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Cooler, clearer suit to shield doctors from Ebola

The prototype suit for health care workers will reduce the risk of infection for doctors, nurses, and others involved in treating Ebola patients. (Credit: Johns Hopkins University)

A new protective suit is designed to help doctors and nurses treating Ebola patients work longer hours—even in wilting heat—and undress safely, quickly, and without anyone’s help.

The gear, now in prototype form, will shield health care workers from accidental contact with Ebola patients’ contagious body fluids, both during treatment shifts and while stripping off a soiled suit afterward.

It will also keep wearers cooler—an important benefit in hot, humid regions such as West Africa, where the current deadly outbreak is centered.

Ebola suit diagram
View larger. (Credit: Johns Hopkins University)

The design grew out of an event at Johns Hopkins University in which about 65 students, medical, public health and engineering experts, and community volunteers participated.

One volunteer who remains involved is a wedding gown designer with long experience as a costume-maker for the theater, where quick and easy changes of clothes are essential.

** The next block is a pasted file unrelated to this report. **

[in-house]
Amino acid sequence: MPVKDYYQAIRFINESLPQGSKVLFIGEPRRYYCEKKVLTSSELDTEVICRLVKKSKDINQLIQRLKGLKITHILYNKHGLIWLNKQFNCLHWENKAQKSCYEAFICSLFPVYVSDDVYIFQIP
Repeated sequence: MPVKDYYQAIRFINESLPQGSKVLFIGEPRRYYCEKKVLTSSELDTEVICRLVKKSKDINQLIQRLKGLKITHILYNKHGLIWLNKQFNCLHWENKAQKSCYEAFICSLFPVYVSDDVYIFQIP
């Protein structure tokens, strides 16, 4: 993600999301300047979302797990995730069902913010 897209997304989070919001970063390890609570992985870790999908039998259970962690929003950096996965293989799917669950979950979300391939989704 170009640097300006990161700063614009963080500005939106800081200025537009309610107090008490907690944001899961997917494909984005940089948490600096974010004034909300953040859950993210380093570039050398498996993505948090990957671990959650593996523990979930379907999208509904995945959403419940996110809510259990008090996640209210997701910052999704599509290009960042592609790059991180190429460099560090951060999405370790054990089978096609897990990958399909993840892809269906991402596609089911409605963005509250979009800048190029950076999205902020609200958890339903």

“Our goal is to follow the fastest path to get these concepts into the field and having an impact,” says Youseph Yazdi, executive director of the Center for Bioengineering Innovation and Design.

A better suit

Features of the new suit include a large clear visor in the hood that is integrated into the suit to allow doctors and nurses to see more clearly than with current suits. The visor also allows patients to see health care workers’ faces, humanizing them and making their appearance less intimidating.

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A covered rear zipper and integrated outer gloves reduce infection risks, while step-on tabs help wearers peel off the suits by themselves in seconds, following far fewer steps than with current suits that can add multiple risks of mistakes leading to infection.

The prototype also has air vents as part of an anti-fog breathing system and a small, battery-powered device that cools the user by blowing dry air into the hood. Cardiologist Harikrishna Tandri originally developed the cooling technology for patients in cardiac arrest.

The Johns Hopkins proposal and four others were selected by USAID for its first round of funding from among more than 1,500 Ebola Grand Challenge ideas from innovators around the world.

“The funding from USAID will support moving our concepts into fully functional prototypes,” Yazdi says. “This will allow the team to do more detailed evaluations of our concepts, and quickly move to evaluations in the field.

“By the end of the funded timeline, we will have a product design that is ready to be taken up by a major manufacturer, or several, for large-scale production and distribution.”

The GE Foundation and Clinvue provided support for the suit project. Additional funding came from the BioMaryland Center in Maryland’s Department of Business and Economic Development. The National Institutes of Health supported the cooling system development.

Source: Johns Hopkins University